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March 23, 2003: Private Jessica Lynch Captured by Iraqi Forces

Pfc. Jessica Lynch receives the Purple Heart from Lt. Gen. James B. Peake, U.S. Army surgeon general, during a ceremony at Walter Reed Army Medical Center on July 21, 2003. Lynch also received the Bronze Star and the Prisoner of War Medal.
Brett McMillan
/
US Army

On March 23, 2003, Private Jessica Lynch of Wirt County was captured by Iraqi forces. Soon, Lynch would be a household name throughout the nation.

Two years earlier, the 18 year old had joined the Army to earn money for college. Just days after the U.S. invasion of Iraq in 2003, her convoy was ambushed by Iraqi forces, and her Humvee was wrecked. Lynch was seriously injured and then captured.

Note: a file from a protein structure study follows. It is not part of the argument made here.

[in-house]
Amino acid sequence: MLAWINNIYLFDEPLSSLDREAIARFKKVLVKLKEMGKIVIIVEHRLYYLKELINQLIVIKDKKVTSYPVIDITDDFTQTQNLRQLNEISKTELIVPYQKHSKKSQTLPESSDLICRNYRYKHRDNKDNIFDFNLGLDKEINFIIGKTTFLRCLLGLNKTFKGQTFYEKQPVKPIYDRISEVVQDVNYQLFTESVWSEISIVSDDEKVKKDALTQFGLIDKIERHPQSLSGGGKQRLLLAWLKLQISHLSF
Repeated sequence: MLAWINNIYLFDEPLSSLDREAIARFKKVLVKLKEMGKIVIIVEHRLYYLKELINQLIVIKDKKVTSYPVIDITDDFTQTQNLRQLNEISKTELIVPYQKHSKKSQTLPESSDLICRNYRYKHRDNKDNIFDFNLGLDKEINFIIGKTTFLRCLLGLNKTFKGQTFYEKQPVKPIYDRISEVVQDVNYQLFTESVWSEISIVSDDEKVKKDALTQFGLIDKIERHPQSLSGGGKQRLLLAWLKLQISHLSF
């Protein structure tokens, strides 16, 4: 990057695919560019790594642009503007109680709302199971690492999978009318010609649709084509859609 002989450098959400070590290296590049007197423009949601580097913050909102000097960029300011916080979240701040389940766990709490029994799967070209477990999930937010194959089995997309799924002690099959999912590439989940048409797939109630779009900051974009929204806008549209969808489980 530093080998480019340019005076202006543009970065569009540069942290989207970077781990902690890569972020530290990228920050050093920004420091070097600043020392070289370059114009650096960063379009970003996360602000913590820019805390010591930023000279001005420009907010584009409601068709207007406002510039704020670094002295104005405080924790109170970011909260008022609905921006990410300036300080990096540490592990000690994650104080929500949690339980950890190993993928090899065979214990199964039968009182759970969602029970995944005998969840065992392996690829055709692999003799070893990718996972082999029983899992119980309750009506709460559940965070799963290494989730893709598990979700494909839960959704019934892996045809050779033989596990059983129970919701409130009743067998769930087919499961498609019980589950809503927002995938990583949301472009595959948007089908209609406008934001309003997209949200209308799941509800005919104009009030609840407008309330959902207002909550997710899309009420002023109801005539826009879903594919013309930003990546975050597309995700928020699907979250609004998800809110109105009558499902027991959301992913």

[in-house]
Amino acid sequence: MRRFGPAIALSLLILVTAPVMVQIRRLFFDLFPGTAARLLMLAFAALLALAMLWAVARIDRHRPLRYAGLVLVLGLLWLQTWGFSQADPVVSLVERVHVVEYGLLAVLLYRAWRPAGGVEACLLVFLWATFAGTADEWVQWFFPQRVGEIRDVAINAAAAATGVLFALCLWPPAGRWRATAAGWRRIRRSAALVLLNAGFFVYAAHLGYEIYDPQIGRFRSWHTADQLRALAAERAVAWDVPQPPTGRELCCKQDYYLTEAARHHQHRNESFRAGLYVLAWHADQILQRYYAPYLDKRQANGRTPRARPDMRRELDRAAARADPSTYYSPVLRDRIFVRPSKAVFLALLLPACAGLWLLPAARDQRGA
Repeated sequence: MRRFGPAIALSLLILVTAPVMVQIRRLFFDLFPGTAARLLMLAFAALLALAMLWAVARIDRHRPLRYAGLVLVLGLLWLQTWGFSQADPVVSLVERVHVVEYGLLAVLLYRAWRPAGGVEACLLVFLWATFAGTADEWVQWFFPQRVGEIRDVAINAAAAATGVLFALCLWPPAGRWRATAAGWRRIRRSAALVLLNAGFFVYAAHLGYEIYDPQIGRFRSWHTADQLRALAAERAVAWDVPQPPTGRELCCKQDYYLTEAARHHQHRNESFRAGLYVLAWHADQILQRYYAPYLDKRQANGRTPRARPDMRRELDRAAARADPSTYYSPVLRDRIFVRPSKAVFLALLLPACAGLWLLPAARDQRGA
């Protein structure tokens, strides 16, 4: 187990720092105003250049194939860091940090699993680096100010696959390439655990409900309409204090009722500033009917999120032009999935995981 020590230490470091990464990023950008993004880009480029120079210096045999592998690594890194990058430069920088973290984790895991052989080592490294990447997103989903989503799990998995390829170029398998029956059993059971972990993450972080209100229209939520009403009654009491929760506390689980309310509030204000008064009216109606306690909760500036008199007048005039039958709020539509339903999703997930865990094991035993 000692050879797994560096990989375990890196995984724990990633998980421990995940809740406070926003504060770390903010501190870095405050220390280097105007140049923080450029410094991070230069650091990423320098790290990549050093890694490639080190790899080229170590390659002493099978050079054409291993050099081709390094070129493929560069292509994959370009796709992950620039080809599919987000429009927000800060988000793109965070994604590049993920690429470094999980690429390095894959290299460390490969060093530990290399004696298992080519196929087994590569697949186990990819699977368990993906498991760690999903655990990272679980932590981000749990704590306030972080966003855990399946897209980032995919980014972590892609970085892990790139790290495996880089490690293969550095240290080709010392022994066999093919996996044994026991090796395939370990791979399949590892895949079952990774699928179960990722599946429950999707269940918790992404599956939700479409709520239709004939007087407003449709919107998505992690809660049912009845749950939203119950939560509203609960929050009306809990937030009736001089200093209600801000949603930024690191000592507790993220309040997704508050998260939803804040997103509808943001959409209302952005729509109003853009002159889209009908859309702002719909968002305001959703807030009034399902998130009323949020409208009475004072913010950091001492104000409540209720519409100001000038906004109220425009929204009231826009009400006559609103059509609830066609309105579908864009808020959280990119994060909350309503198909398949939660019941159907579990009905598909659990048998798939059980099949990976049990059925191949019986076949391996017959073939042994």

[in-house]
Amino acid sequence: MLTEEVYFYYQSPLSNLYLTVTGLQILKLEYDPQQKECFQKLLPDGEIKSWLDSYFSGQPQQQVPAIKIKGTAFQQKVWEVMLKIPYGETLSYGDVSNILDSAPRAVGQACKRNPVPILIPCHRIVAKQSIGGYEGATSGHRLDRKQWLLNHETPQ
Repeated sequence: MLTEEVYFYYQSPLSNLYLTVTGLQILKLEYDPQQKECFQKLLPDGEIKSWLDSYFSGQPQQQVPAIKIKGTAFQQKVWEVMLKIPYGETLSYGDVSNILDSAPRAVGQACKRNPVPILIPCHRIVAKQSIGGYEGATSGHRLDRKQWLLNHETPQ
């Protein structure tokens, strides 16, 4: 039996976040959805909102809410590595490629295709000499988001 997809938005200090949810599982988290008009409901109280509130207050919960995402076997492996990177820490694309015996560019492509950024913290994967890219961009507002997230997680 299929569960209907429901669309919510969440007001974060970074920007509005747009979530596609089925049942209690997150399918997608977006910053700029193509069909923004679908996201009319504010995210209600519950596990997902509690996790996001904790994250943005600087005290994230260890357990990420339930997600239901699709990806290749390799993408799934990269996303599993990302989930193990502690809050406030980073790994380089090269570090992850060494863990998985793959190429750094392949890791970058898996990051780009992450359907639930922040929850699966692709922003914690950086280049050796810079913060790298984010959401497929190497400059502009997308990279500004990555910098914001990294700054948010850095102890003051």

Nine days later, she was rescued by U.S. forces during a dramatic nighttime raid—the first rescue of a female POW in American history. Lynch was awarded the Bronze Star, the Purple Heart, and the Prisoner of War medal.

Lynch couldn’t remember exactly what happened during the rescue, but the official details that emerged raised questions. Iraqi doctors claimed they had tried to hand over Lynch peacefully. Others alleged the military had staged the raid for publicity. Lynch later testified before Congress that “the American people are capable of determining their own ideals of heroes, and they don’t need to be told elaborate lies.” Lynch left the Army, returned to West Virginia, and eventually graduated from WVU-Parkersburg.


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